Why you should send beautifully design marketing emails
An analysis of a leading retailers email marketing welcome campaign
Have you ever looked at the marketing emails in your inbox from a business perspective? By that I mean analysing its content, layout, design, and what it is trying to get you to do and how successful it is in getting you to do so?
Take this email from sweaty Betty for example; if we take a look at their welcome email they send out when you sign up to their mailing list, we can analyse and and apply the following to our own emails:
subject field and preview text
They are direct, confident and make you curious about what is in the email. MailChimp advises no more than nine worded subject fields generally perform better. When writing your subject field, think about what might make your audience open the email and what you want them to do when they view it's contents.
In my marketing emails, I want to share my knowledge and provide some value added content to illustrate my competence in my craft. This helps me to build trust with my audience and hopefully turns some of my audience into clients that genuinely want to create something amazing with me. Therefore; I generally go with a question as my subject field and then follow this with a version of my blog title that gives a hint of what the email is about.
With sweaty betty's preview text, they firstly introduced themselves and what they do and finish it with “get 15% off”... As there is only room for so much text, it leaves you wondering: “15% off what?” And thus, makes you open their email.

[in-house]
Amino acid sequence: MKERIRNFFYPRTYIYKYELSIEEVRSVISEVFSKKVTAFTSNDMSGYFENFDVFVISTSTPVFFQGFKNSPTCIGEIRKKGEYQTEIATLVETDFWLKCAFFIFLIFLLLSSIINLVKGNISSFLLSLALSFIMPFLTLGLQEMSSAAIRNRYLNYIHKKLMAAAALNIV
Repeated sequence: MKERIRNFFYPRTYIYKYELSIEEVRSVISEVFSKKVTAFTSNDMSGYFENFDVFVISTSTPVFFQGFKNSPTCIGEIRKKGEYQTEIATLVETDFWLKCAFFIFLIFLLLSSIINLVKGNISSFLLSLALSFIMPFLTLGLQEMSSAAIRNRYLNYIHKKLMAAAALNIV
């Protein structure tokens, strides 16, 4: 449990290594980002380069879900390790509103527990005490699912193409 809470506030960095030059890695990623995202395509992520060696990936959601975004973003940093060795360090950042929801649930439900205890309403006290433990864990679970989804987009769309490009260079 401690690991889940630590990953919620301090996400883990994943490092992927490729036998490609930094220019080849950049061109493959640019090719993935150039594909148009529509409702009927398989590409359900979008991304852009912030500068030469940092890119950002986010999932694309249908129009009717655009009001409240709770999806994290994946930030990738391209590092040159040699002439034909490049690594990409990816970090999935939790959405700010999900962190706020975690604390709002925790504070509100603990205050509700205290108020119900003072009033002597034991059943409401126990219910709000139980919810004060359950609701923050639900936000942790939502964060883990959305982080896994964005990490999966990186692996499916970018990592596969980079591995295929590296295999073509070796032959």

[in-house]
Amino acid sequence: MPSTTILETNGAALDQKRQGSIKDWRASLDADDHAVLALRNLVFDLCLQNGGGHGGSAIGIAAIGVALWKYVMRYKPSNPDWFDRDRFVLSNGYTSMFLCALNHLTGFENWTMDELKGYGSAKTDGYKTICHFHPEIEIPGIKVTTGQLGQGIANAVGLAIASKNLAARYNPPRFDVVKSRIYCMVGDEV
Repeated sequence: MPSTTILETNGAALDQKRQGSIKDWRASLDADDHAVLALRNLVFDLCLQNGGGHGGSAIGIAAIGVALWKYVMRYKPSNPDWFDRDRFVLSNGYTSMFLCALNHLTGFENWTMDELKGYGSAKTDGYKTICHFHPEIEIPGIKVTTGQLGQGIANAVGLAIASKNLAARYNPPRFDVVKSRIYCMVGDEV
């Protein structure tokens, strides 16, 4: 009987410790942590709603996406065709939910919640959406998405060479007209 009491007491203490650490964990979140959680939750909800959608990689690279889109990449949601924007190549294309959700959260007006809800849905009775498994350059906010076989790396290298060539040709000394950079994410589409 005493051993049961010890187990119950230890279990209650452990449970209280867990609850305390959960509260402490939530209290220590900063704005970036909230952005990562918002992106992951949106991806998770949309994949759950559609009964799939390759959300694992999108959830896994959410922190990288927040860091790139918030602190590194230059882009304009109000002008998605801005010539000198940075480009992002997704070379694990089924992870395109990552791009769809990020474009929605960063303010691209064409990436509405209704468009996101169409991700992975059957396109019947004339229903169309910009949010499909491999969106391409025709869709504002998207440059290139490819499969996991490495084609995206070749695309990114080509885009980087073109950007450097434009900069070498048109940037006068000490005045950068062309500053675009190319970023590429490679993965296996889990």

Header logo and links
Think about your header of every email being an extension of your website. If your logo is centered on your website, do the same on your emails to keep your branding consistent. Consider its proportions and size , stay within your brand guidelines and parameters.
Here we see sweaty betty's logo mirroring their website, along with the navigation bar to shop on their website. They even mirror their current marketing banner, in this case their free delivery message. This instantly gives the feeling like you are almost looking directly at their website.
Main banners and call to action buttons
They then hit you with a clear, text only marketing message, with the 15% off offer and a code to use on your first purchase on their website. This makes you want to then Scroll down to see what's on offer and whether you may want to take advantage of the discount.
The banner following this is a beautiful location shot showcasing one of their products on offer. This image also illustrates what products they provide and that they are in the business of fitness fashion. They follow with a shop now button to get you to click through to their website. You will notice they apply these call to action buttons in every section of the email. You may feel like you are repeating yourself when you do this in your own emails, but you will be surprised how often your audience needs to be directed on what to do with the information in front of them.
Secondary banners and links
Sweaty Betty feature their latest range of products here, linking to that section on their website. Think again about this being an extension of your website and how many clicks have to be made before your customer can make a purchase. The more clicks, the more likely your audience will move away from your website. However, you need to balance that with giving them a link to a web page or product page that gives them some choice or content, depending on your target market.